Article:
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by Maurie Backman | Published on Oct. 22, 2021
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If you're having a hard time covering the cost of housing, here are some options.
Housing is often the typical American's single largest monthly expense. And with rent prices rising on a national level, a lot of people are struggling to keep up now more than ever.
In fact, 21% of respondents in a recent survey by the National Endowment for Financial Education said they're stressed about their rent or mortgage payments. If you're part of that group, here are some steps worth taking.
If you're signing a new lease, there may not be much room for negotiation. But if you've lived in your home for many years and have always been a good tenant, you may be able to talk to your landlord about cutting you a break on your housing payments.
Why would your landlord agree to that? If you were to move out due to unaffordable rent costs, your landlord would need to replace you. And that could end up being a hassle.
If you move out, your landlord will need to run credit checks on new applicants and take the risk of renting to someone who isn't responsible or timely with payments. Or your landlord could end up with a noisy or inconsiderate tenant who disturbs others and causes problems. So a landlord might be willing to negotiate to keep you.
If you own a home and are having trouble keeping up with your mortgage payments, it pays to look at refinancing your home loan. This is an especially worthwhile option if you have a great credit score. If you do, you'll be more likely to qualify for a low refinance rate.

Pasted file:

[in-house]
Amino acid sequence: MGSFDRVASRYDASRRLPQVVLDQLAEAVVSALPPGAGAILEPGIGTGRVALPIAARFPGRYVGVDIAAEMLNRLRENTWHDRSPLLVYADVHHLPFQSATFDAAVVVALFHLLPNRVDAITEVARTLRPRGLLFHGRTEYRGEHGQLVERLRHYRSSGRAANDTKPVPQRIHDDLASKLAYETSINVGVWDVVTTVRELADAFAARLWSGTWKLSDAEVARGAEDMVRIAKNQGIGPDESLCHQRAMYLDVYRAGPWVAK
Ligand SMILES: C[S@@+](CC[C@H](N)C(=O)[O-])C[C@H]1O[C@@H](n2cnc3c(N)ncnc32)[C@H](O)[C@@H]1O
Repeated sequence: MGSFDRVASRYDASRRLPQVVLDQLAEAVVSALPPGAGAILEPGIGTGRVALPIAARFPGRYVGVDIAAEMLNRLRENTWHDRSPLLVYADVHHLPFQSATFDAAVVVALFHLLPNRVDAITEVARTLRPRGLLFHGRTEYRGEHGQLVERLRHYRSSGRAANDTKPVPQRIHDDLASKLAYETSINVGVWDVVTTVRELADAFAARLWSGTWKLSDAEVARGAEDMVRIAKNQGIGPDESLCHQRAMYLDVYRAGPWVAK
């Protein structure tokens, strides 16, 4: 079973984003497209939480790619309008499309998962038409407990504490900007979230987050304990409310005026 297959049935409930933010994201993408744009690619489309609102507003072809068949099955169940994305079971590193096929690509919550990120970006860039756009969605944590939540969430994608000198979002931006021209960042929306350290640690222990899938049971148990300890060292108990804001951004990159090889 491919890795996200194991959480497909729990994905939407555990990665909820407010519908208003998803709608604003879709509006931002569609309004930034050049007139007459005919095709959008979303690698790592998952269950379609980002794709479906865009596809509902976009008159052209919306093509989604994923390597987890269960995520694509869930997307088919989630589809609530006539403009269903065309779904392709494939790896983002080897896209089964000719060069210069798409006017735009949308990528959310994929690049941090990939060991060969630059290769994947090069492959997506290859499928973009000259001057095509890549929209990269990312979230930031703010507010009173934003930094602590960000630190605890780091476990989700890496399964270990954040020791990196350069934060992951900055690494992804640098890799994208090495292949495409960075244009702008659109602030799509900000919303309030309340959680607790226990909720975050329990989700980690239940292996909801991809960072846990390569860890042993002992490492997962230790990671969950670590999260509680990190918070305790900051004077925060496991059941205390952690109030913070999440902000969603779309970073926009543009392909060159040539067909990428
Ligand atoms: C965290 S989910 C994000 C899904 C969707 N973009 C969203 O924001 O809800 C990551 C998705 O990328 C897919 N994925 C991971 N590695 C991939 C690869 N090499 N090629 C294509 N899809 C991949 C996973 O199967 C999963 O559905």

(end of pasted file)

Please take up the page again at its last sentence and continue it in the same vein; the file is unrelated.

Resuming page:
The goal of refinancing should be to make your mortgage more affordable. You can do so by swapping a mortgage with a higher interest rate for one with a lower interest rate, which should reduce your monthly payments. Or you can lengthen the term of your mortgage -- for example, switch from a 15-year loan to a 30-year loan so your payments go down.
Sharing your living space may not be ideal. But if you're having a hard time keeping up with your costs, that may be a good solution.
If you rent a home with a spare bedroom, sharing that space may be fairly easy. If you're in a one-bedroom or studio, you may need to ask your landlord's position to construct a temporary wall to subdivide your space. In fact, if you're a renter, you'll generally need to ask for permission to get a roommate regardless of your home's setup.
If you own a home, you may have more leeway to get a tenant since you're the one who calls the shots. But you'll still need to make sure renting out part of your home is legal from a zoning standpoint -- and that the area you're looking to rent out qualifies as a viable space for a tenant.
For example, you might have a finished basement to rent out, but you'll need to make sure it meets the standards for living quarters where you reside. To get that information, you'll generally need to contact your town's building or zoning department.
Housing can be expensive no matter where you live. If your rent or mortgage payments are busting your budget, don't hesitate to take steps to make those costs more manageable.
Chances are, interest rates won't stay put at multi-decade lows for much longer. That's why taking action today is crucial, whether you're wanting to refinance and cut your mortgage payment or you're ready to pull the trigger on a new home purchase.
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